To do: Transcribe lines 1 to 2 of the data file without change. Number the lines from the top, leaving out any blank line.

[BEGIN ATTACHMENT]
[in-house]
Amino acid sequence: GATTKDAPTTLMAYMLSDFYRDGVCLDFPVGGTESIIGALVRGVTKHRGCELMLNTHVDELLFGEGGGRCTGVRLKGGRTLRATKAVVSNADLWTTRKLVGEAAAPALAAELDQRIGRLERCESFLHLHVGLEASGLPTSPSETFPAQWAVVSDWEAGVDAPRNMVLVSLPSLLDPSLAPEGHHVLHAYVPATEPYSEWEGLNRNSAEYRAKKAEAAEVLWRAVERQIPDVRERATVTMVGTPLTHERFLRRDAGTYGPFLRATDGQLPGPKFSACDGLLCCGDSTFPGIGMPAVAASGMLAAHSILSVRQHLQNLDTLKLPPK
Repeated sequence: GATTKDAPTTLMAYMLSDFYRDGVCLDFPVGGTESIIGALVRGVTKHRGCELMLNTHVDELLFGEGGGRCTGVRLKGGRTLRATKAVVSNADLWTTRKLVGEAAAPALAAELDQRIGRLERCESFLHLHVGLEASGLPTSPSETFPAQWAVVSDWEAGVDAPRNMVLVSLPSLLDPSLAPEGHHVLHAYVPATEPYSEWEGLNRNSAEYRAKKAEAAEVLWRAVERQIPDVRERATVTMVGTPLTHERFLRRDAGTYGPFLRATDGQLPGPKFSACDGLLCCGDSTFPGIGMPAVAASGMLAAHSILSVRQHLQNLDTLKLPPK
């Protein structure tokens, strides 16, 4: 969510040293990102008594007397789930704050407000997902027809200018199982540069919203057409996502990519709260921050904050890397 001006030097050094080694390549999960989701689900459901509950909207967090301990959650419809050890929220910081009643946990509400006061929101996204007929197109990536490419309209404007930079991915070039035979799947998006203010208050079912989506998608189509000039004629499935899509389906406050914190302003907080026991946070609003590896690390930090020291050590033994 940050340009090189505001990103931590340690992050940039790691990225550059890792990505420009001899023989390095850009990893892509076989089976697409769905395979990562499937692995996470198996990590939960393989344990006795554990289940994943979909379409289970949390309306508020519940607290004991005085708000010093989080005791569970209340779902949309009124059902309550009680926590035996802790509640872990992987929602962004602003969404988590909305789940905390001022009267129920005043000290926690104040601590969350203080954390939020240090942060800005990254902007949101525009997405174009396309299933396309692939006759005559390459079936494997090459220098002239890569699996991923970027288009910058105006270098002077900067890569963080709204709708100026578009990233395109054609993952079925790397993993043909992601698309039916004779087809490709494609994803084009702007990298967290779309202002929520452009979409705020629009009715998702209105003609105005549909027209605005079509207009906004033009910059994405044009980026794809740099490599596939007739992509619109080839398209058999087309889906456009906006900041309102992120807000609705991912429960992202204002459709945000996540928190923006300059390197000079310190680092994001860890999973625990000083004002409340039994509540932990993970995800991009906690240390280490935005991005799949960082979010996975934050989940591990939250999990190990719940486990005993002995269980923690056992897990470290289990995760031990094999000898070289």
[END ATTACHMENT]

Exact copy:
[in-house]
Amino acid sequence: GATTKDAPTTLMAYMLSDFYRDGVCLDFPVGGTESIIGALVRGVTKHRGCELMLNTHVDELLFGEGGGRCTGVRLKGGRTLRATKAVVSNADLWTTRKLVGEAAAPALAAELDQRIGRLERCESFLHLHVGLEASGLPTSPSETFPAQWAVVSDWEAGVDAPRNMVLVSLPSLLDPSLAPEGHHVLHAYVPATEPYSEWEGLNRNSAEYRAKKAEAAEVLWRAVERQIPDVRERATVTMVGTPLTHERFLRRDAGTYGPFLRATDGQLPGPKFSACDGLLCCGDSTFPGIGMPAVAASGMLAAHSILSVRQHLQNLDTLKLPPK